Originally Posted by mcsoul
How would you measure clarity and color? VVS1 F like a diamond? No, if you cannot measure it, your mind reflecting on your wallet and guided by your ego is filling in the sonic scenery. But, actually I'm totally ok with that, to each his own. I like big heavy and expensive amps too.
first of all, how would i measure clarity and color?
please dont get me started on laboratory-grade measuring equipment.
that stuff can get detailed and sensitive enough to stop functioning properly when there is too much static in the air.
if you are calling me a fool because i believe that the total harmonic distortion values are not the absolute best way to test an amplifier.. that would be fine if you told me the amps where being reported with real numbers that have a valid say.
my receiver says it puts out 100 watts in stereo at 0.09% total harmonic distortion.
when the receiver is put into surround sound mode, the total harmonic distortion changes to 0.7%
i can hear a difference when i switch from 2ch to surround sound.
a total harmonic distortion value does not necessarily express that the amplifier can reproduce transients.
having good harmonics means the amplifier will have a good sonic signature.
this is good to have when you want to experience strong 3D fade/balance effects.
having good transients means the midranges will produce vocals with extra clarity and detail.
a generic step by step process:
first, you stop clipping the soundwave until it starts to sound like something that can be understood.
then, you continue to clean up those soundwaves until the sound gets more clarity (good harmonics) this is where the amplifier starts to gain the ability to play more than one thing at a time.
finally, you need the amplifier to have a reaction time fast enough to play the itty-bitty details (good transients) this is where the amplifier will start to gain the ability to play more 'zoomed-in' realistic.
an amplifier that has low harmonic distortion, but cannot play transients well.. the amplifier wont reproduce the sound of a guitar pick touching the string with high resolution detail.
an amplifier that has high harmonic distortion, but CAN play transients well.. the sound of the guitar pick touching the string will be louder and more detailed.
those giant paper woofers used at concerts usually have high amounts of transient detail with less harmonic ability.
you dont want a whole lot of harmonics on those speakers because it will cause the speakers to move in and out more.
that is why you can hear lots of little details from the microphones as the band members pick up their guitars and get ready to start playing music.
they are massive chunks of transients.. and if those chunks get any bigger, they will be known as harmonics.
most DJ equipment that you hear at the bar will have decent harmonic distortion values.. but they literally dont have any transients.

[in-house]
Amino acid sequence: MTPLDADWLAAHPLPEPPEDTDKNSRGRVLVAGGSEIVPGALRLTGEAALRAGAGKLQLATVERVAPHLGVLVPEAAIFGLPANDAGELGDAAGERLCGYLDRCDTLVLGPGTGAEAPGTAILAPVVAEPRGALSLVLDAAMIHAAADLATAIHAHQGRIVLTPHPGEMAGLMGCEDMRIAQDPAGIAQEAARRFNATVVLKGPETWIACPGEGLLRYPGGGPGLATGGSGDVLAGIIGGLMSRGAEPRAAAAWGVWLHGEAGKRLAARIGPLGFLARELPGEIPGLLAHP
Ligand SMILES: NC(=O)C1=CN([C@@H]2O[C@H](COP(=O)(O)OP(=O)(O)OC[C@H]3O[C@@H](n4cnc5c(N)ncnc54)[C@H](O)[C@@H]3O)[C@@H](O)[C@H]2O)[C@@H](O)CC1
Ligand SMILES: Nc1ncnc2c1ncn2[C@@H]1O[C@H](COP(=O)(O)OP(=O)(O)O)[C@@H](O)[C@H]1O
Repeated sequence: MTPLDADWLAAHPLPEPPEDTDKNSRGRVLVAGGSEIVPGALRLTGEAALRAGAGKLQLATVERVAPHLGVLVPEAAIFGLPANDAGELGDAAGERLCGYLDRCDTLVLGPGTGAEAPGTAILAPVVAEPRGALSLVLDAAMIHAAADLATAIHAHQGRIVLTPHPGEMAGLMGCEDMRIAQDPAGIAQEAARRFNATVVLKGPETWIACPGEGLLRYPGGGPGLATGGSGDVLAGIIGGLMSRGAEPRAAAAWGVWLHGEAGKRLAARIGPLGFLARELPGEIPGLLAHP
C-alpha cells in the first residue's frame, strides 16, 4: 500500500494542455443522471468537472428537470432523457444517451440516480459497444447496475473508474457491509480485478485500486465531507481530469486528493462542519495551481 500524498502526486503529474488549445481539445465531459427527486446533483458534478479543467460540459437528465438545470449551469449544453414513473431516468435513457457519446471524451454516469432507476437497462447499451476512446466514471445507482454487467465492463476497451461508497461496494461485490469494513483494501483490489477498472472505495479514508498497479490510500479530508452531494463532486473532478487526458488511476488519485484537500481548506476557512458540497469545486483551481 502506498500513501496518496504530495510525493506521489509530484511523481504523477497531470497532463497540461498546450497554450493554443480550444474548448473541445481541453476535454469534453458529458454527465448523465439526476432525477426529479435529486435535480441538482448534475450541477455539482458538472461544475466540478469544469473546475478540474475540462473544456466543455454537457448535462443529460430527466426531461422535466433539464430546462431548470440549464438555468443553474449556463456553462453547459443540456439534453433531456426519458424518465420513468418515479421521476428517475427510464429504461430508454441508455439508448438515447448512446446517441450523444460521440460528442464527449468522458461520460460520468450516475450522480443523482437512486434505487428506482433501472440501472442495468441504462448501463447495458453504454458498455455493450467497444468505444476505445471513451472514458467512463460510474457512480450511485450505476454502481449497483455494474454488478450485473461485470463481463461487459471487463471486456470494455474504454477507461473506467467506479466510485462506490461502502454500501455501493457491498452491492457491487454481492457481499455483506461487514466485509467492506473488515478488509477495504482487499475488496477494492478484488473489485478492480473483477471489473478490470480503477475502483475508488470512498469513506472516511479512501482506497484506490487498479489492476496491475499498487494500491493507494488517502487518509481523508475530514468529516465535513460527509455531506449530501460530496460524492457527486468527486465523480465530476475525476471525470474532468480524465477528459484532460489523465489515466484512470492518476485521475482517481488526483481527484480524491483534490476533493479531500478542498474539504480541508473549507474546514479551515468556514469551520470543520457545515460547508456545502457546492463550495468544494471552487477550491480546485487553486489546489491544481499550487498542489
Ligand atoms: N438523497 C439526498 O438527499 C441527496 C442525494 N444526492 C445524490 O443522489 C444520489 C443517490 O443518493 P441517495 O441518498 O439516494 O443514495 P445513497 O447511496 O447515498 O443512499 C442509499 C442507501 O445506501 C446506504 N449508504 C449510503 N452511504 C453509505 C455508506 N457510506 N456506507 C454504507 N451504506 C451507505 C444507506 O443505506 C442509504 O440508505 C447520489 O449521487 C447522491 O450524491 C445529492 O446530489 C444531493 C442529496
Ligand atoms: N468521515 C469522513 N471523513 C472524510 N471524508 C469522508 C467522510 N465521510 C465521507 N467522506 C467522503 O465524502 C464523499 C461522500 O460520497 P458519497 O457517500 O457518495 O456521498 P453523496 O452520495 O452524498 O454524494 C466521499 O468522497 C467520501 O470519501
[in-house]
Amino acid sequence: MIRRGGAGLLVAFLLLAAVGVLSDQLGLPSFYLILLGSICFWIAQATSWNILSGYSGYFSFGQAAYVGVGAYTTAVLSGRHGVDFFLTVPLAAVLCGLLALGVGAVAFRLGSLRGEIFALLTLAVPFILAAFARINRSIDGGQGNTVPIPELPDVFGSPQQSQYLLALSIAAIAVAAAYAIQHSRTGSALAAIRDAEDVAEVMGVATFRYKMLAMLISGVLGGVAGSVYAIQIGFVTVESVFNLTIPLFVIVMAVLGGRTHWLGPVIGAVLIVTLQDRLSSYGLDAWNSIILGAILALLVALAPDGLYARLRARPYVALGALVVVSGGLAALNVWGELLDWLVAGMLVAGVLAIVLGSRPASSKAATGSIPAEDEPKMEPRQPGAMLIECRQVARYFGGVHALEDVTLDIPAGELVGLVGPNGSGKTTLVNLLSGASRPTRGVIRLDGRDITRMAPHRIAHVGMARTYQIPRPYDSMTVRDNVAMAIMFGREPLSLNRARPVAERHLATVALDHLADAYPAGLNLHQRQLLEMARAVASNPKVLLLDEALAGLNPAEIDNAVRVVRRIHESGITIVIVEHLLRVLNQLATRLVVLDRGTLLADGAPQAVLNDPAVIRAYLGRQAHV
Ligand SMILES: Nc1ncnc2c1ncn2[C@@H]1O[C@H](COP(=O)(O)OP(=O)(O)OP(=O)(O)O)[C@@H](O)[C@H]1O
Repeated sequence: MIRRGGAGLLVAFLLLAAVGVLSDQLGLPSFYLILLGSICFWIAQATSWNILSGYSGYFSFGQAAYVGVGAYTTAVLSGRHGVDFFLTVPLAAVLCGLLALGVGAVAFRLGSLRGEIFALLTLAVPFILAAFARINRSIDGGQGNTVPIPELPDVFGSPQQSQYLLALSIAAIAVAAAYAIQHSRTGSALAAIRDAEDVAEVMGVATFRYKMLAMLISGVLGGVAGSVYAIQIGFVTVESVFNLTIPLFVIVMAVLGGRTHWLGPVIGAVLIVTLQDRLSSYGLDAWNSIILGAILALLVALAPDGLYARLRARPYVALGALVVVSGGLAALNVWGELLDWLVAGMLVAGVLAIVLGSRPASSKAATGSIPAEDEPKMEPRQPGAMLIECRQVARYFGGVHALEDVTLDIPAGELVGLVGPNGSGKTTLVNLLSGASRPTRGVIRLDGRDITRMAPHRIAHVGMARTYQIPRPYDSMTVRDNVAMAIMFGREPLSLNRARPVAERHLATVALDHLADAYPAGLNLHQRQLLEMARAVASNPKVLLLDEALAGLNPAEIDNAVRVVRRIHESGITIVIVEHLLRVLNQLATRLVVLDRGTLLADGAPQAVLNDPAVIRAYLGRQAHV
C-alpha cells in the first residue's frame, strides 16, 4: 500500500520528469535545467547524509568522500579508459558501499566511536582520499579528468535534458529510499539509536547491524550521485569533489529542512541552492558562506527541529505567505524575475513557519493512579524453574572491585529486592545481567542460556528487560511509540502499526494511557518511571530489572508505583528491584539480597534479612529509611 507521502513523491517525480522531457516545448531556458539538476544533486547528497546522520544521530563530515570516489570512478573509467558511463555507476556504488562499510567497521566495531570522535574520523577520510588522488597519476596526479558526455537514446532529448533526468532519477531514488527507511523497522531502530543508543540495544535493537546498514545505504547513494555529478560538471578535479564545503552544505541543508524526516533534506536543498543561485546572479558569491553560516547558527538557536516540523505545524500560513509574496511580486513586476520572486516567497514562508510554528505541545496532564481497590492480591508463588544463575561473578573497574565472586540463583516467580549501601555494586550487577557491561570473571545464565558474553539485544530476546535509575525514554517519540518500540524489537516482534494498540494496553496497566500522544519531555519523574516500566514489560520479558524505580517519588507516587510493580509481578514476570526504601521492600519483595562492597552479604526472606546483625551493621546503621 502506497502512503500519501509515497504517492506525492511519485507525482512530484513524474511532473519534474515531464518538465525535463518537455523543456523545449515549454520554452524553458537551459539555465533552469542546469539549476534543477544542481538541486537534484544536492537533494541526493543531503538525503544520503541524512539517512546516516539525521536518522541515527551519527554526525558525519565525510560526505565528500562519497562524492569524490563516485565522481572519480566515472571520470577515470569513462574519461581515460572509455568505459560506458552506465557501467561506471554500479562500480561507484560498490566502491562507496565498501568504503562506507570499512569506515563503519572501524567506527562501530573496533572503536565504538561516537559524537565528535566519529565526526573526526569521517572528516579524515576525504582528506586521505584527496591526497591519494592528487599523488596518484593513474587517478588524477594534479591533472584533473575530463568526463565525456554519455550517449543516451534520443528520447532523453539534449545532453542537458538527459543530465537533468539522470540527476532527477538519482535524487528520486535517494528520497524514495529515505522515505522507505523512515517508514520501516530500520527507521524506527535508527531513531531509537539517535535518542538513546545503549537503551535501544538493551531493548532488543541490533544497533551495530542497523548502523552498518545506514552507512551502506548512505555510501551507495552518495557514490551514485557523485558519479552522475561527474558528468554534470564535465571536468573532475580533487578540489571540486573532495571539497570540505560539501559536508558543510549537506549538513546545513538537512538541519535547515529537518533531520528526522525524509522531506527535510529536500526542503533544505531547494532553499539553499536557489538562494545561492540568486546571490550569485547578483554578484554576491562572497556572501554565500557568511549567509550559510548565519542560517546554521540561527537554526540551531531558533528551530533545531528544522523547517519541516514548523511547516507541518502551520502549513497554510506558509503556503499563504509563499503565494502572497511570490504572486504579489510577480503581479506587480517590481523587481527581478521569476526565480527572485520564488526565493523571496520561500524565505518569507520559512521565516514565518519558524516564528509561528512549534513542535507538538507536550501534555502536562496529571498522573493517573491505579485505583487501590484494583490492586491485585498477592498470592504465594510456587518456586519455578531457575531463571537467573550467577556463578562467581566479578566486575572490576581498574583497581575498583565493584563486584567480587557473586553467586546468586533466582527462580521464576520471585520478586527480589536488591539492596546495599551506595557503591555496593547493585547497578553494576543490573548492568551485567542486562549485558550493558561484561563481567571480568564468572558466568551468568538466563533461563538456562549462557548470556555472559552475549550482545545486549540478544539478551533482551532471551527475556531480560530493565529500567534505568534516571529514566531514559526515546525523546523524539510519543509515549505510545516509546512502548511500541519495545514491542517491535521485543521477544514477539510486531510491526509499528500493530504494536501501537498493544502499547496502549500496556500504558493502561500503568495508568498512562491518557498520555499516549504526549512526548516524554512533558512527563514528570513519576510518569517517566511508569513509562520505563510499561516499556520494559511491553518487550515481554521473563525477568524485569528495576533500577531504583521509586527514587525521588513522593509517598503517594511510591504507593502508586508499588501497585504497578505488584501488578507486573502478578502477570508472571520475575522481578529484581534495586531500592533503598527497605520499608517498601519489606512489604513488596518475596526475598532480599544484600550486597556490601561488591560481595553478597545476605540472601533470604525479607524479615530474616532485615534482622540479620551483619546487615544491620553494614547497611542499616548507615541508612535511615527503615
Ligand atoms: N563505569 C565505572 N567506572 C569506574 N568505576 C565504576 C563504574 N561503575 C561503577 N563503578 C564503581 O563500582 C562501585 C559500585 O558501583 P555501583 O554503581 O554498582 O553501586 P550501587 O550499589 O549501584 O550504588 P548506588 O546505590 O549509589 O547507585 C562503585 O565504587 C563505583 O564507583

that is why the speakers sound extra rich and almost muddy.
they use the giant chunk size to throw the sound far away from the speaker.
do i care if the amplifier can send large pulses of electricity to the speaker without distortion? yes
do i care if the amplifier can send tiny 'sparks' to the speaker? yes
if you wanna go on and on about how low your harmonic distortion is, then you need to fill up the entire room with bass and be proud at how accurate the bass is when you feel it with the hair on your arms (or your pants and t-shirt)
that doesnt say anything about being able to play details that the midrange and tweeter need to sound superb.
having all that low distortion for the bass doesnt do any good if the midrange and tweeter are lifeless.
you dont even need audiophile woofers to know the difference.. sure, it helps.
but any mid-grade midrange is enough to inform you of the difference.
i think i picked a perfect example with the guitar pick touching the string.
that is where the life and realism is for the midrange and treble.
harmonic distortion is the life and realism for the woofer and subwoofer.
low harmonic distortion doesnt mean the amplifier can reproduce transients.
so why do i care about low harmonic distortion numbers?
wouldnt you expect the amplifier to have transients if the harmonic distortion was low enough?
and if you brought the amplifier home and realized that the midrange details are not as good as you wanted.. wouldnt you be upset?
i think you aimed the punch in the right direction.
people's wallets and ego's are paying for sonic scenary.. not midrange/tweeter details.
i am downright scared to buy another receiver, because i dont want to waste the time and gasoline to keep bringing the receiver back to the store.
online shipping is even worse..!
if you find a good deal and the amplifier isnt good enough, you gotta pay to ship it back.
you already had to wait 3-4 days for the thing to arrive.. now you have to wait another 3-4 days for the thing to get sent back.
then another 3-4 days for the next selection to arrive.
if audio was mud..
the clipping distortion is how big the chunks of mud are.
the harmonic distortion is how much mud gets spread across the floor because of the chunks of mud.
and transient distortion is how much of the mud you can smell in the air.
transients are literally that small.
and if you want high resolution audio, you need details in the sonic signature and the midrange/tweeter.
unfortunately, there is no specification that tells us if the amplifier can play transients.
all you need to measure these distortions are speakers that you know are capable of playing details when requested.
i think its a lot harder to find a 12 inch woofer that will play transients compared to any mid-grade midrange.
i would bring my own speaker and my own music to test the receiver or amplifier.. that way i know what to listen for and should be able to come to a conclusion in less than 60 seconds.